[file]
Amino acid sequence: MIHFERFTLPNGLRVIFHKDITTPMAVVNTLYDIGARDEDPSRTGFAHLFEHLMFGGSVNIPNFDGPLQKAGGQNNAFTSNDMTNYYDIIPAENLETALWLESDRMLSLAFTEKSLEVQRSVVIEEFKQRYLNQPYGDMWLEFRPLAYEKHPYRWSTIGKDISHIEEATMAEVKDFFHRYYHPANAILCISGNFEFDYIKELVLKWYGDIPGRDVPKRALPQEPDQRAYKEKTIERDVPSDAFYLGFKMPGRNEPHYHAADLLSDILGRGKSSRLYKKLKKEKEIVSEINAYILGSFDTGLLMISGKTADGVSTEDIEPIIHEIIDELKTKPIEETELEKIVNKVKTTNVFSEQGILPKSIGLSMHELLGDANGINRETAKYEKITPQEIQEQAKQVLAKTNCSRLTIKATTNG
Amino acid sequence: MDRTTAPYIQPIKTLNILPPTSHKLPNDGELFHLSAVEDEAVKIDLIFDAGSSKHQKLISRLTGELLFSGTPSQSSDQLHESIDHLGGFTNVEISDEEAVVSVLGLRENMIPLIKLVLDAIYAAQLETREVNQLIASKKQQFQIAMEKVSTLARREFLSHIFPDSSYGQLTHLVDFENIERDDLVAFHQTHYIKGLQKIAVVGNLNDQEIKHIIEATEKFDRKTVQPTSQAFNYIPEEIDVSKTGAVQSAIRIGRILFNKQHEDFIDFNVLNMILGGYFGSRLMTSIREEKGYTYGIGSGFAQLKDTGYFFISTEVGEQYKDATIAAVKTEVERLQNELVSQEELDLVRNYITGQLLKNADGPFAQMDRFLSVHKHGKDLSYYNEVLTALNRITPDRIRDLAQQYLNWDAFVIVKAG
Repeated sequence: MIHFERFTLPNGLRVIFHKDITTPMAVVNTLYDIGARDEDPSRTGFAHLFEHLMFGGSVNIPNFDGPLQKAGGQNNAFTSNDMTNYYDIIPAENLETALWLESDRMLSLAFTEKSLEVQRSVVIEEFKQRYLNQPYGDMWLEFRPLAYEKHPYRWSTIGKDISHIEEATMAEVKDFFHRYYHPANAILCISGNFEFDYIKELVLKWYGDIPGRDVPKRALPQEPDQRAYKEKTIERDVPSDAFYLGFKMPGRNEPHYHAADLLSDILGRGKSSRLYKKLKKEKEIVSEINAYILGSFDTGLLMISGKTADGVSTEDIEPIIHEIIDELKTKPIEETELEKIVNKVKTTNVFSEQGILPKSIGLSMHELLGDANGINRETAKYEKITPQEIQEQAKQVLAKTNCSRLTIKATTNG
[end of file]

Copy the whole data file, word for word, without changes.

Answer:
Amino acid sequence: MIHFERFTLPNGLRVIFHKDITTPMAVVNTLYDIGARDEDPSRTGFAHLFEHLMFGGSVNIPNFDGPLQKAGGQNNAFTSNDMTNYYDIIPAENLETALWLESDRMLSLAFTEKSLEVQRSVVIEEFKQRYLNQPYGDMWLEFRPLAYEKHPYRWSTIGKDISHIEEATMAEVKDFFHRYYHPANAILCISGNFEFDYIKELVLKWYGDIPGRDVPKRALPQEPDQRAYKEKTIERDVPSDAFYLGFKMPGRNEPHYHAADLLSDILGRGKSSRLYKKLKKEKEIVSEINAYILGSFDTGLLMISGKTADGVSTEDIEPIIHEIIDELKTKPIEETELEKIVNKVKTTNVFSEQGILPKSIGLSMHELLGDANGINRETAKYEKITPQEIQEQAKQVLAKTNCSRLTIKATTNG
Amino acid sequence: MDRTTAPYIQPIKTLNILPPTSHKLPNDGELFHLSAVEDEAVKIDLIFDAGSSKHQKLISRLTGELLFSGTPSQSSDQLHESIDHLGGFTNVEISDEEAVVSVLGLRENMIPLIKLVLDAIYAAQLETREVNQLIASKKQQFQIAMEKVSTLARREFLSHIFPDSSYGQLTHLVDFENIERDDLVAFHQTHYIKGLQKIAVVGNLNDQEIKHIIEATEKFDRKTVQPTSQAFNYIPEEIDVSKTGAVQSAIRIGRILFNKQHEDFIDFNVLNMILGGYFGSRLMTSIREEKGYTYGIGSGFAQLKDTGYFFISTEVGEQYKDATIAAVKTEVERLQNELVSQEELDLVRNYITGQLLKNADGPFAQMDRFLSVHKHGKDLSYYNEVLTALNRITPDRIRDLAQQYLNWDAFVIVKAG
Repeated sequence: MIHFERFTLPNGLRVIFHKDITTPMAVVNTLYDIGARDEDPSRTGFAHLFEHLMFGGSVNIPNFDGPLQKAGGQNNAFTSNDMTNYYDIIPAENLETALWLESDRMLSLAFTEKSLEVQRSVVIEEFKQRYLNQPYGDMWLEFRPLAYEKHPYRWSTIGKDISHIEEATMAEVKDFFHRYYHPANAILCISGNFEFDYIKELVLKWYGDIPGRDVPKRALPQEPDQRAYKEKTIERDVPSDAFYLGFKMPGRNEPHYHAADLLSDILGRGKSSRLYKKLKKEKEIVSEINAYILGSFDTGLLMISGKTADGVSTEDIEPIIHEIIDELKTKPIEETELEKIVNKVKTTNVFSEQGILPKSIGLSMHELLGDANGINRETAKYEKITPQEIQEQAKQVLAKTNCSRLTIKATTNG